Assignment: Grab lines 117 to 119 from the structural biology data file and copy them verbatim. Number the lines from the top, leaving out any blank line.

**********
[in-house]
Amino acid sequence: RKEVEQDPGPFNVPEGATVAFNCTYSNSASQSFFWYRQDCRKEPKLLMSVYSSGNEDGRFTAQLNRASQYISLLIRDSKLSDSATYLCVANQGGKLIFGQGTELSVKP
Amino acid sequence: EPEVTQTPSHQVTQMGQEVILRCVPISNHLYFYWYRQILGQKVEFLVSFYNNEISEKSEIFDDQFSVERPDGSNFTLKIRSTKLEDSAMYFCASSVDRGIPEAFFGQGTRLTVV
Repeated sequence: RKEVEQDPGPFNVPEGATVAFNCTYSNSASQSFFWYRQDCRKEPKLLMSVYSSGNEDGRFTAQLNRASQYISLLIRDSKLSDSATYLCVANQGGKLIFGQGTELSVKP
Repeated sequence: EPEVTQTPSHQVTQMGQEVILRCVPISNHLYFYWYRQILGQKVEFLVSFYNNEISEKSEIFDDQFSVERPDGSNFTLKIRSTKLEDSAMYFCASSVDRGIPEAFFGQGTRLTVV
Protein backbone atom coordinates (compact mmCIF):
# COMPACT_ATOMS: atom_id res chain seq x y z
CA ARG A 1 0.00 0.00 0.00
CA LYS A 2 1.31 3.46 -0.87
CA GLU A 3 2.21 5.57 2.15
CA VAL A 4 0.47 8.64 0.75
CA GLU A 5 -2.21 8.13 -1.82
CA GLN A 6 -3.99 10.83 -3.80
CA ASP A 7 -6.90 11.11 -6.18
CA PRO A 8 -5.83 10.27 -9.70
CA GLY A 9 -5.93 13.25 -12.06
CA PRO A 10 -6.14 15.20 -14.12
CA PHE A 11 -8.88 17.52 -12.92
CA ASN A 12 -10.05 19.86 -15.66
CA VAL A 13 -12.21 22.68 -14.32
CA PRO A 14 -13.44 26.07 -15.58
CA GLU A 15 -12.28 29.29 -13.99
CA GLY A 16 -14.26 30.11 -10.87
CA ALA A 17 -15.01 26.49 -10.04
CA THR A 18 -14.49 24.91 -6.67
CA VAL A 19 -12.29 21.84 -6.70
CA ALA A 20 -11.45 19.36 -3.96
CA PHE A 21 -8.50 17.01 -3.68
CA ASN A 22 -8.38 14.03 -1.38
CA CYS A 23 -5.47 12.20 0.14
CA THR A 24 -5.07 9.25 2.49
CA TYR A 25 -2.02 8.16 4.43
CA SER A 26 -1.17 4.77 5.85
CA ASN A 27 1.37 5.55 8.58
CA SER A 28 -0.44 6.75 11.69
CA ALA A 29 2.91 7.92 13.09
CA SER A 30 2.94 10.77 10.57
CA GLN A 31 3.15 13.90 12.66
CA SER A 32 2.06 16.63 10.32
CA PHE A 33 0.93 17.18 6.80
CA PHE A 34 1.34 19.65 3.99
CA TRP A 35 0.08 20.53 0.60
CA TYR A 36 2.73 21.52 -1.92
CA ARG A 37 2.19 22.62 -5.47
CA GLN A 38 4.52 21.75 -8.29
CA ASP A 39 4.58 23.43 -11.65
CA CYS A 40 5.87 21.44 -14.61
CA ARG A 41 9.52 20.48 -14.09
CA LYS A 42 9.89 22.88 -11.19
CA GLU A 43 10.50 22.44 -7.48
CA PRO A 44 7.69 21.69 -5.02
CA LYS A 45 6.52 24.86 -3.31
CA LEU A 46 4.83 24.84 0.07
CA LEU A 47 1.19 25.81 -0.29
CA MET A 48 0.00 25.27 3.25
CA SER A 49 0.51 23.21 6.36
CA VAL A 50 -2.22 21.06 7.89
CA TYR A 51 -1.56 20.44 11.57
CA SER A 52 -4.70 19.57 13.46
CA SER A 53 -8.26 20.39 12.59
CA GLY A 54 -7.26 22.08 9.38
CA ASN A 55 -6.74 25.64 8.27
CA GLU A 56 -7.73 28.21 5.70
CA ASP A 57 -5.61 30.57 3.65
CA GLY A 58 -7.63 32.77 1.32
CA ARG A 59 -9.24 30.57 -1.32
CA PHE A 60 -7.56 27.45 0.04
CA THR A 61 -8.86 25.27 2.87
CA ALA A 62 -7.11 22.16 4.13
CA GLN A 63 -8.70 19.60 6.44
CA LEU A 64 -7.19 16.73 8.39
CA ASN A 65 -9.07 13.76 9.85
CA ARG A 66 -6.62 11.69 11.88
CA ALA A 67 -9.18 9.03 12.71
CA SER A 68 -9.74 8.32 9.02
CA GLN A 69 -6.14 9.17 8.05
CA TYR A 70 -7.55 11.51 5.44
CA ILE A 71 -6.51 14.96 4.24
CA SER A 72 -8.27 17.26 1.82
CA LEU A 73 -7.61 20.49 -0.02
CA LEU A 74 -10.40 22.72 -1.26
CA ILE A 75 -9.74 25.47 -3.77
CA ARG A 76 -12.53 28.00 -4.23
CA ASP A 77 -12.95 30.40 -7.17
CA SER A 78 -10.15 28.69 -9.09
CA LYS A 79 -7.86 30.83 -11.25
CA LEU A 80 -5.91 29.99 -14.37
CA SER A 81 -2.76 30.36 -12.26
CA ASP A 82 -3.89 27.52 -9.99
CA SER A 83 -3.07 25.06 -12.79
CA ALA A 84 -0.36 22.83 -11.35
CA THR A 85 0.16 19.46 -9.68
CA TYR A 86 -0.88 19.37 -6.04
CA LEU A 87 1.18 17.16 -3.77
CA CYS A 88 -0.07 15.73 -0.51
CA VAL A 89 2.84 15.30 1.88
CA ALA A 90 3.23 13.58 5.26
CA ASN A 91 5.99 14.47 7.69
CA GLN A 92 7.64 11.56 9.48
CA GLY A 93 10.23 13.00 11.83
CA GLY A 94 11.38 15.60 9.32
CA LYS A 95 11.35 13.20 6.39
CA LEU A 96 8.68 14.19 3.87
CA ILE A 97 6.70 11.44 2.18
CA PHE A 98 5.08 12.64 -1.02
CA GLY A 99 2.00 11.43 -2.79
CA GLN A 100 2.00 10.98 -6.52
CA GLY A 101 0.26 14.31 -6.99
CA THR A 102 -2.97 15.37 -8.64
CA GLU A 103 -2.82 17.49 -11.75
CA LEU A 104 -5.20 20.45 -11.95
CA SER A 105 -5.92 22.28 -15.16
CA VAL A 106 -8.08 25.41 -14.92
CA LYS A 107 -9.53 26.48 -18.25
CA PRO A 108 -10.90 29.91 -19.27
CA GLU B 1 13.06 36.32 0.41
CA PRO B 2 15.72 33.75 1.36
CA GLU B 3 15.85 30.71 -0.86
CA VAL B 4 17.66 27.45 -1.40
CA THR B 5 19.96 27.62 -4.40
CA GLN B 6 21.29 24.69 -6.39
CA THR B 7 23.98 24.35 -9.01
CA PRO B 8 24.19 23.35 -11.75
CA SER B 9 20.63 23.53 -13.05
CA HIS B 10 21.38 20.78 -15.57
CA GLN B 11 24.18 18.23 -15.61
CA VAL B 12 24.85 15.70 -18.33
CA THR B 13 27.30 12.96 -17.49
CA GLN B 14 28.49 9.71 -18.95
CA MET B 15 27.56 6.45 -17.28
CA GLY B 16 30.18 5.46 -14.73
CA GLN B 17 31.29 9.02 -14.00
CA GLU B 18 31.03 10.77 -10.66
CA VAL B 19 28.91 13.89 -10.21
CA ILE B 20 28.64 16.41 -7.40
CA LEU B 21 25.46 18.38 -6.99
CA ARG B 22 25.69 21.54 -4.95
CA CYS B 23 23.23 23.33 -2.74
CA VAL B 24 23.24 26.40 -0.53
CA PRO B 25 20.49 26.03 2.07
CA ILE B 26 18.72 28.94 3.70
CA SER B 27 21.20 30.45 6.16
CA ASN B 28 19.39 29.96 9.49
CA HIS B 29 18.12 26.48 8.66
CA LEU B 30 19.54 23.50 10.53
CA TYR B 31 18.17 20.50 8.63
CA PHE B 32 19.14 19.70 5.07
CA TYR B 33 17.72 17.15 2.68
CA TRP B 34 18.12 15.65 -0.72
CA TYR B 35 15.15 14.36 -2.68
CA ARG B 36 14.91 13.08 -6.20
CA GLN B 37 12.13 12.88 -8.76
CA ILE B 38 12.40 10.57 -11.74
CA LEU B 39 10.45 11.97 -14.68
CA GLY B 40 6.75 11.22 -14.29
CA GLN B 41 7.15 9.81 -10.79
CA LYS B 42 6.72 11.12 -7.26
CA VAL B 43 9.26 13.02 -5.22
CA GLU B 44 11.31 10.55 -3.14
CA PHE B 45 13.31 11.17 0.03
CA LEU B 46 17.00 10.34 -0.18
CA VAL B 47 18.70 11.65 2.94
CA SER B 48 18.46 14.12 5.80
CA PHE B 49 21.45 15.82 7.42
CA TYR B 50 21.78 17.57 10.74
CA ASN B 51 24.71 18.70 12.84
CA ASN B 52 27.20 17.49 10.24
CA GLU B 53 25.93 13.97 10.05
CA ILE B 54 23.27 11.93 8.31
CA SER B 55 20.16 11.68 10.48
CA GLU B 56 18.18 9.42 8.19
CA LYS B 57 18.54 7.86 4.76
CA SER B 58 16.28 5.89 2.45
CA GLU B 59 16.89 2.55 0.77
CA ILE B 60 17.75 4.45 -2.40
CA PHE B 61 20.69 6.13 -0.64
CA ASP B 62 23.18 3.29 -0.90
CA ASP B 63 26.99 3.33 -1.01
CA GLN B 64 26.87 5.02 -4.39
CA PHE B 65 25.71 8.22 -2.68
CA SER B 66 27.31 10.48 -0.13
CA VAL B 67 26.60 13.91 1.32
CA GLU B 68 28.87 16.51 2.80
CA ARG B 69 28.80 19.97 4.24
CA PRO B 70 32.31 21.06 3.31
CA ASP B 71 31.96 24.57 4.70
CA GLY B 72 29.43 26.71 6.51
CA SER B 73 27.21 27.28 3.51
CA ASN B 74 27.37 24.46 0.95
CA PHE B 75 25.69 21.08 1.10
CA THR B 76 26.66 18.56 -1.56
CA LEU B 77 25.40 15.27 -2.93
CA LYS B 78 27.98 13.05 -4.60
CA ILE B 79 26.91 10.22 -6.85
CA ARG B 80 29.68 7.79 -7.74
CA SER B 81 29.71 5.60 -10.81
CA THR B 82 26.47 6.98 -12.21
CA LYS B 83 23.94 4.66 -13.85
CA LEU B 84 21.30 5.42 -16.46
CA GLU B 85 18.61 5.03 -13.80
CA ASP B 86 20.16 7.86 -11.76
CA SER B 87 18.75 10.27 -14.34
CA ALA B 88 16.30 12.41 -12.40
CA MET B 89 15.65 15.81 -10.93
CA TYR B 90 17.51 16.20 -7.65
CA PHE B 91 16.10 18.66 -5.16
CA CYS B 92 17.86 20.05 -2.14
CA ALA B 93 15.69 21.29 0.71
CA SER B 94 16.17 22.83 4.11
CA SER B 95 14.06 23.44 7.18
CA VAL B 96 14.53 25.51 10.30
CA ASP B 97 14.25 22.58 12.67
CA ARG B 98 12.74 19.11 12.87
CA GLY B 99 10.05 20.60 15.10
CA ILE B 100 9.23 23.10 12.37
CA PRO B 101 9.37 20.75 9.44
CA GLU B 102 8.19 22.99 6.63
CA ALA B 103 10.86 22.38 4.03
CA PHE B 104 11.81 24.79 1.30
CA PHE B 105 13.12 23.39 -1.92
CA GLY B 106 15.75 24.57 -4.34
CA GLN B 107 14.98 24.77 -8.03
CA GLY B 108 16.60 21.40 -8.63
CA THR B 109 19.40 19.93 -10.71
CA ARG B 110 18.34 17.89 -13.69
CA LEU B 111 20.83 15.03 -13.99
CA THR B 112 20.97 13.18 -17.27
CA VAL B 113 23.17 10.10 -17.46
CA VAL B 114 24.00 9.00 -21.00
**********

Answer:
CA PRO B 2 15.72 33.75 1.36
CA GLU B 3 15.85 30.71 -0.86
CA VAL B 4 17.66 27.45 -1.40